York Boulevard is home to an array of charming boutiques, vintage shops and clothing stores, many of which display paintings, jewelry, garments and other works of local artists who reside in Highland Park.
The artists who produce these works give back to the community by bringing in money and culture. Some of them, such as Hanna Ketai and Cambria Guevara, contribute to the community further by providing Highland Park residents with art therapy and donating to local organizations.
Ketai, a jeweler, therapist and Highland Park native, combines her passions of jewelry making and mindful living to empower members of the community to heal through art.
“My vision is to have people physically come in [to my home] and do a healing session around whatever’s going on in their life,” Ketai said. “Either creating a painting that symbolizes what they’re moving through or a piece of jewelry that symbolizes, ‘I’m working through the end of a relationship or a loss.'”
Ketai explained her desire to turn her home into a healing space for the community where they can connect with crystals. Her pieces represent empowerment and change, and customers often come to her with ideas for jewelry that represent personal aspects of their lives they want to commemorate.
Her jewelry combines the intrinsic beauty of stones she hand selects from local gem fairs with personal accents using metallurgy. Ketai produces rings, necklaces, earrings and bracelets that draw influence from nature itself.
Similarly to Ketai, Cambria Guevara is a print maker, fashion designer and another Highland Park native who has made a positive impact on the community by donating some of the proceeds of her work to local charities and organizations.
Guevara highlights her prints on a multitude of mediums such as t-shirts, stickers, tote bags and pins. She combines vegetal patterns, depictions of the human body and animal drawings with provocative phrases to create art that makes a statement.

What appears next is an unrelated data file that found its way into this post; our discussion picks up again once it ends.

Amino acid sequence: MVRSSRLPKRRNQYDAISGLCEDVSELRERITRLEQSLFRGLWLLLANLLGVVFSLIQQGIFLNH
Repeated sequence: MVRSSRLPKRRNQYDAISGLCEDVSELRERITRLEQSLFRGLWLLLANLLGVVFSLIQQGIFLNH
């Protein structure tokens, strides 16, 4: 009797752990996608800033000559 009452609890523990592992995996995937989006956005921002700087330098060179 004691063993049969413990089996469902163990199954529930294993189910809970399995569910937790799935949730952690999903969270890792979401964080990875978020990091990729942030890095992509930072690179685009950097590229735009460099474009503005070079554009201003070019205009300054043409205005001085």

Guevara created a “my body, my choice” shirt featuring her printmaking and donated $5 of each sale to Planned Parenthood. She expressed her desire to do even more work to better the community in the future.
“I would like to try to do more. As an artist, we need to do that. People look and people listen if you put yourself out there, then people will see it and actually care,” said Guevara. “It’s hard to get people to care when they’re not seeing it.”
Local artists like Ketai and Guevara display their goods at stores such as Mindfulnest, an artisanal craft store on York Boulevard. Kain Enholm, an employee at Mindfulnest, offered some insight on the importance of giving local artists a platform to share their work.
“Nowadays, it’s really difficult for artists to make a living out of their work,” said Enholm. “Usually when someone says they’re an artist, it means that’s what they do on the side.”
Mindfulnest also provides a space where consumers can support the art of their neighbors, thus bringing money back into the Highland Park community. The store itself, on York Boulevard, is a quaint space filled with ornate pieces of jewelry, clothing, artwork and other crafts.
“I’d like to see this place [Mindfulnest] being an area where these people who traditionally live here and still produce this kind of art are, again, able to make a more reasonable living out of the art itself,” Enholm said.
By supporting local artists from Highland Park, the people of Highland Park can further contribute to the economic and cultural bettering of their home.